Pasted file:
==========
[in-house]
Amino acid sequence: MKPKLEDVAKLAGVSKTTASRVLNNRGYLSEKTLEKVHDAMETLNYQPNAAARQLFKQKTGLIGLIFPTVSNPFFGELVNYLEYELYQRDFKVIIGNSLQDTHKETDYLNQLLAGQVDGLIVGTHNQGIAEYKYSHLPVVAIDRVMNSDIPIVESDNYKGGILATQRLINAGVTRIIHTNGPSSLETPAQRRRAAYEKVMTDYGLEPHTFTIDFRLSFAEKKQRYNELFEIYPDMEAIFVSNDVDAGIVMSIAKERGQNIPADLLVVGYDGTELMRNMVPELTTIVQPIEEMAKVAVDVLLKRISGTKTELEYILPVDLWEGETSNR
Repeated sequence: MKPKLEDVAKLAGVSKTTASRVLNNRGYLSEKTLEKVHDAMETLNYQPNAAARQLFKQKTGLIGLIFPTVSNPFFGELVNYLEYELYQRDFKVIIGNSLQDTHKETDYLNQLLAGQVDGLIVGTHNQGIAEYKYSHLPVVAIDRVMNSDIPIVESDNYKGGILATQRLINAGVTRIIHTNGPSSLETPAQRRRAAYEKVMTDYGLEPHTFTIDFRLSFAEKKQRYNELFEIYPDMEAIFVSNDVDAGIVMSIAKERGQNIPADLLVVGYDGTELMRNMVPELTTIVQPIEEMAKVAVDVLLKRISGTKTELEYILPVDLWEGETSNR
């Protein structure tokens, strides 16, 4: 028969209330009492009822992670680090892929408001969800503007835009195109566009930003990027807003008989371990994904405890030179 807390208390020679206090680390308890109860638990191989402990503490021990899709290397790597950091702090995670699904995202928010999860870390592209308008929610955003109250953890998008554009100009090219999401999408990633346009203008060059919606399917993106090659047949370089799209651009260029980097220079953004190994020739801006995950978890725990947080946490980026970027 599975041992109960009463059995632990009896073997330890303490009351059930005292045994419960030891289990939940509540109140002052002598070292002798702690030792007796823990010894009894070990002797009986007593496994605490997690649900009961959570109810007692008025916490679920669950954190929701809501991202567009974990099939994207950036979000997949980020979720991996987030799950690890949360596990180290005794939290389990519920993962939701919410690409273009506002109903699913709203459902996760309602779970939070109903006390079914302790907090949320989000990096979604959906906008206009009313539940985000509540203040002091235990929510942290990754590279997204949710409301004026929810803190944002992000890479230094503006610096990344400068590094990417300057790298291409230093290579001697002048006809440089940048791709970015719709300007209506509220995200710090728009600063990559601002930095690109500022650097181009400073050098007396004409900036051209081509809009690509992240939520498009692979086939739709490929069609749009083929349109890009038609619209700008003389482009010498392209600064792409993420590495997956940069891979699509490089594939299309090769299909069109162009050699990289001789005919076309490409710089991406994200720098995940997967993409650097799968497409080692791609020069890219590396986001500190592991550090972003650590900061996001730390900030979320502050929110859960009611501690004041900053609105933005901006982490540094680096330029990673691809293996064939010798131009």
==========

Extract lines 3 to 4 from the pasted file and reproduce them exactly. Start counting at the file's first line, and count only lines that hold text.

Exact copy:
Repeated sequence: MKPKLEDVAKLAGVSKTTASRVLNNRGYLSEKTLEKVHDAMETLNYQPNAAARQLFKQKTGLIGLIFPTVSNPFFGELVNYLEYELYQRDFKVIIGNSLQDTHKETDYLNQLLAGQVDGLIVGTHNQGIAEYKYSHLPVVAIDRVMNSDIPIVESDNYKGGILATQRLINAGVTRIIHTNGPSSLETPAQRRRAAYEKVMTDYGLEPHTFTIDFRLSFAEKKQRYNELFEIYPDMEAIFVSNDVDAGIVMSIAKERGQNIPADLLVVGYDGTELMRNMVPELTTIVQPIEEMAKVAVDVLLKRISGTKTELEYILPVDLWEGETSNR
């Protein structure tokens, strides 16, 4: 028969209330009492009822992670680090892929408001969800503007835009195109566009930003990027807003008989371990994904405890030179 807390208390020679206090680390308890109860638990191989402990503490021990899709290397790597950091702090995670699904995202928010999860870390592209308008929610955003109250953890998008554009100009090219999401999408990633346009203008060059919606399917993106090659047949370089799209651009260029980097220079953004190994020739801006995950978890725990947080946490980026970027 599975041992109960009463059995632990009896073997330890303490009351059930005292045994419960030891289990939940509540109140002052002598070292002798702690030792007796823990010894009894070990002797009986007593496994605490997690649900009961959570109810007692008025916490679920669950954190929701809501991202567009974990099939994207950036979000997949980020979720991996987030799950690890949360596990180290005794939290389990519920993962939701919410690409273009506002109903699913709203459902996760309602779970939070109903006390079914302790907090949320989000990096979604959906906008206009009313539940985000509540203040002091235990929510942290990754590279997204949710409301004026929810803190944002992000890479230094503006610096990344400068590094990417300057790298291409230093290579001697002048006809440089940048791709970015719709300007209506509220995200710090728009600063990559601002930095690109500022650097181009400073050098007396004409900036051209081509809009690509992240939520498009692979086939739709490929069609749009083929349109890009038609619209700008003389482009010498392209600064792409993420590495997956940069891979699509490089594939299309090769299909069109162009050699990289001789005919076309490409710089991406994200720098995940997967993409650097799968497409080692791609020069890219590396986001500190592991550090972003650590900061996001730390900030979320502050929110859960009611501690004041900053609105933005901006982490540094680096330029990673691809293996064939010798131009």